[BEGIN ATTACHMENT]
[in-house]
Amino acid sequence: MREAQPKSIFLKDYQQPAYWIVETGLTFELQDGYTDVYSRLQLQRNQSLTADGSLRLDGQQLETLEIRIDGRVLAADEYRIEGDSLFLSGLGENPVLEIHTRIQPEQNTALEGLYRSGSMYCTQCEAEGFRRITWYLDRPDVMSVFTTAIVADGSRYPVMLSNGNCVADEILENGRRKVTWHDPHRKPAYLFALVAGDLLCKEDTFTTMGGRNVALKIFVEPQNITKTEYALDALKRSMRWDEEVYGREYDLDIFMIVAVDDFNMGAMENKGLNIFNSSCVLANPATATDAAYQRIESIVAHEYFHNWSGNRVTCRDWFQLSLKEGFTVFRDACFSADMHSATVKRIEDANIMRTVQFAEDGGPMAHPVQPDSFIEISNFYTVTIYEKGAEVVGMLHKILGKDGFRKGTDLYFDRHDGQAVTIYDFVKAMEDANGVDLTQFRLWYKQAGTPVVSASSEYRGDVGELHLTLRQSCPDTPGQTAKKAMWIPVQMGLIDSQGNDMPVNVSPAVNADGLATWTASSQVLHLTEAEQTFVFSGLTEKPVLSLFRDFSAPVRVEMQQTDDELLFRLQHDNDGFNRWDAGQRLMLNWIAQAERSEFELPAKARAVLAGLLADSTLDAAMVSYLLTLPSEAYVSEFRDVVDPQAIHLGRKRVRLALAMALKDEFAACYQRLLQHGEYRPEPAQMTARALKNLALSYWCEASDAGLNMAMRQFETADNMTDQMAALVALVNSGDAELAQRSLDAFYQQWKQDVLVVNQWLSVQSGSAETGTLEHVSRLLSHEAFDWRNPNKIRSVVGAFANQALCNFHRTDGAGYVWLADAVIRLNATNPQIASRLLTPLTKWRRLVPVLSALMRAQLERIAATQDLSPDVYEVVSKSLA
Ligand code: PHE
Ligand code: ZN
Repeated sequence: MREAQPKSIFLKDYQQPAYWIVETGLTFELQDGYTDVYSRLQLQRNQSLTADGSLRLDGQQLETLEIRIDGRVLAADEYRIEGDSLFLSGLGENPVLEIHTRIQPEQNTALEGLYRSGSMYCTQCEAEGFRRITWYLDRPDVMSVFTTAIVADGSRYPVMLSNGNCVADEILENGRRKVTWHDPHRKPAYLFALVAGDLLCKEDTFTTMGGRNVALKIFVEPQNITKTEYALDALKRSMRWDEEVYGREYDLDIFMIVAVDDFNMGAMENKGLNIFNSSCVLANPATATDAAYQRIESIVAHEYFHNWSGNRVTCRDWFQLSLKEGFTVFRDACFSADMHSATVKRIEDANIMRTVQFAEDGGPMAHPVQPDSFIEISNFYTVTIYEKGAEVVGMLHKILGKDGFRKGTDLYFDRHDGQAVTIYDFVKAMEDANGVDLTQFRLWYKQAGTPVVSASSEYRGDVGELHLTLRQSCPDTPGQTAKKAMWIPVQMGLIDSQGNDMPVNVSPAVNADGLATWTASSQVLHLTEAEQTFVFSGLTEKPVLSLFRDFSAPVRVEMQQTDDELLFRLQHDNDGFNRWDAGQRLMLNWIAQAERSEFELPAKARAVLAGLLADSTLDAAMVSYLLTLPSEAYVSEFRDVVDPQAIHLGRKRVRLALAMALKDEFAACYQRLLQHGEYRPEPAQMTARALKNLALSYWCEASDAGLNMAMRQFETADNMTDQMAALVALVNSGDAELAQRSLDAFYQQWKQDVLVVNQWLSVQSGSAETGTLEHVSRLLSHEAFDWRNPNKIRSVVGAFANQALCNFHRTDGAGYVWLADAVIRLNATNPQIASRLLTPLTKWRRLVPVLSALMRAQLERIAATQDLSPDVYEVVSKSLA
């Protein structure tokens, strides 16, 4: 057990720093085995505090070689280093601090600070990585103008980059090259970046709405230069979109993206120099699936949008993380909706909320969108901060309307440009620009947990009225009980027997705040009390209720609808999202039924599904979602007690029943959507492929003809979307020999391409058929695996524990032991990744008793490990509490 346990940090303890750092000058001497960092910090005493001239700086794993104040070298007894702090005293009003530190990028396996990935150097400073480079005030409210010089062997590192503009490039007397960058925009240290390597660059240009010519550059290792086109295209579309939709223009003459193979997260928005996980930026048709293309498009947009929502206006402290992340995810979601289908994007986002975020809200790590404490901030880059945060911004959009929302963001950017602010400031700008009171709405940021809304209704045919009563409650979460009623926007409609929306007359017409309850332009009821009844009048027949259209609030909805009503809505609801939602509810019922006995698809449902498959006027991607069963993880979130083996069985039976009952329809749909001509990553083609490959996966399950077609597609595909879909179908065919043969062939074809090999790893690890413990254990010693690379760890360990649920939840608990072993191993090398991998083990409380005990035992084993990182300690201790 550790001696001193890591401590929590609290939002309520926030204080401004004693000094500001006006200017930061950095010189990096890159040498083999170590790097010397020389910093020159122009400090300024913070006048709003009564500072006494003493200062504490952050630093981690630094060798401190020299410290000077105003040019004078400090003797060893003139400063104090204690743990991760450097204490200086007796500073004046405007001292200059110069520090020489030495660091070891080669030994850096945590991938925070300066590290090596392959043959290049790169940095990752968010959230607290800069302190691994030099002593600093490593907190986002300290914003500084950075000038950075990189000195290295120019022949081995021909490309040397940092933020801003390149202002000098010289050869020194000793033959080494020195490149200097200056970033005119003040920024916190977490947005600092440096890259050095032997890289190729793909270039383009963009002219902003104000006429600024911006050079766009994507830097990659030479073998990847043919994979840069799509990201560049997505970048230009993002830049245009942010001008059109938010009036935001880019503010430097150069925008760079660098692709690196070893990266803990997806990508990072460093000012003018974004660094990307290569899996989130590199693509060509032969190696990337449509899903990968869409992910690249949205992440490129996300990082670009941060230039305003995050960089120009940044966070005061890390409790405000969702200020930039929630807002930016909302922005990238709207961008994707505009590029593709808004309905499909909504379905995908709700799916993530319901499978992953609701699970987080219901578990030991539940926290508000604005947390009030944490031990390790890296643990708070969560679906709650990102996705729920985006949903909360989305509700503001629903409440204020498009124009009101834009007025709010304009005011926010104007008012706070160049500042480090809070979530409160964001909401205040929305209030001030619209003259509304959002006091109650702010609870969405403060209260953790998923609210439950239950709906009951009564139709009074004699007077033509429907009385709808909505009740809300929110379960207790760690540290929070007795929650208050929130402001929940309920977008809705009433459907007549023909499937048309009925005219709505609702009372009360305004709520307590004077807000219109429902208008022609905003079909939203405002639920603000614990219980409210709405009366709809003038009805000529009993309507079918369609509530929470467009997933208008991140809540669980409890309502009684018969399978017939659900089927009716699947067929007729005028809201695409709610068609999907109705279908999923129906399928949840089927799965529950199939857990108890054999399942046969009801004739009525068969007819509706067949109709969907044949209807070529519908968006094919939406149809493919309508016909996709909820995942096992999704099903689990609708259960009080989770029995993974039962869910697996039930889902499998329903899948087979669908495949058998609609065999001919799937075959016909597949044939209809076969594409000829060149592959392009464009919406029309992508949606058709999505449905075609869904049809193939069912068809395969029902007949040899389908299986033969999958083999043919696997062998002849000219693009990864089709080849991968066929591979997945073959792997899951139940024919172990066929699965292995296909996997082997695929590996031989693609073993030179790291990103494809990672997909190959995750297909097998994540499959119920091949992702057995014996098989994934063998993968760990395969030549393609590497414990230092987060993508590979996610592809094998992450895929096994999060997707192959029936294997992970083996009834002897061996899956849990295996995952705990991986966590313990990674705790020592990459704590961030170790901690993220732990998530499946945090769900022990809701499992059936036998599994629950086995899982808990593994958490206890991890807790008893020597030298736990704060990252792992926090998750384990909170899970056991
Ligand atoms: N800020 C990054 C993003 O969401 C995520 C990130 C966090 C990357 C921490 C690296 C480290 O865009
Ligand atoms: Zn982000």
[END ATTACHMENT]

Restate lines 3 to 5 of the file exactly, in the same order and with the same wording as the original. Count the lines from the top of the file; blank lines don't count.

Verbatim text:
Ligand code: PHE
Ligand code: ZN
Repeated sequence: MREAQPKSIFLKDYQQPAYWIVETGLTFELQDGYTDVYSRLQLQRNQSLTADGSLRLDGQQLETLEIRIDGRVLAADEYRIEGDSLFLSGLGENPVLEIHTRIQPEQNTALEGLYRSGSMYCTQCEAEGFRRITWYLDRPDVMSVFTTAIVADGSRYPVMLSNGNCVADEILENGRRKVTWHDPHRKPAYLFALVAGDLLCKEDTFTTMGGRNVALKIFVEPQNITKTEYALDALKRSMRWDEEVYGREYDLDIFMIVAVDDFNMGAMENKGLNIFNSSCVLANPATATDAAYQRIESIVAHEYFHNWSGNRVTCRDWFQLSLKEGFTVFRDACFSADMHSATVKRIEDANIMRTVQFAEDGGPMAHPVQPDSFIEISNFYTVTIYEKGAEVVGMLHKILGKDGFRKGTDLYFDRHDGQAVTIYDFVKAMEDANGVDLTQFRLWYKQAGTPVVSASSEYRGDVGELHLTLRQSCPDTPGQTAKKAMWIPVQMGLIDSQGNDMPVNVSPAVNADGLATWTASSQVLHLTEAEQTFVFSGLTEKPVLSLFRDFSAPVRVEMQQTDDELLFRLQHDNDGFNRWDAGQRLMLNWIAQAERSEFELPAKARAVLAGLLADSTLDAAMVSYLLTLPSEAYVSEFRDVVDPQAIHLGRKRVRLALAMALKDEFAACYQRLLQHGEYRPEPAQMTARALKNLALSYWCEASDAGLNMAMRQFETADNMTDQMAALVALVNSGDAELAQRSLDAFYQQWKQDVLVVNQWLSVQSGSAETGTLEHVSRLLSHEAFDWRNPNKIRSVVGAFANQALCNFHRTDGAGYVWLADAVIRLNATNPQIASRLLTPLTKWRRLVPVLSALMRAQLERIAATQDLSPDVYEVVSKSLA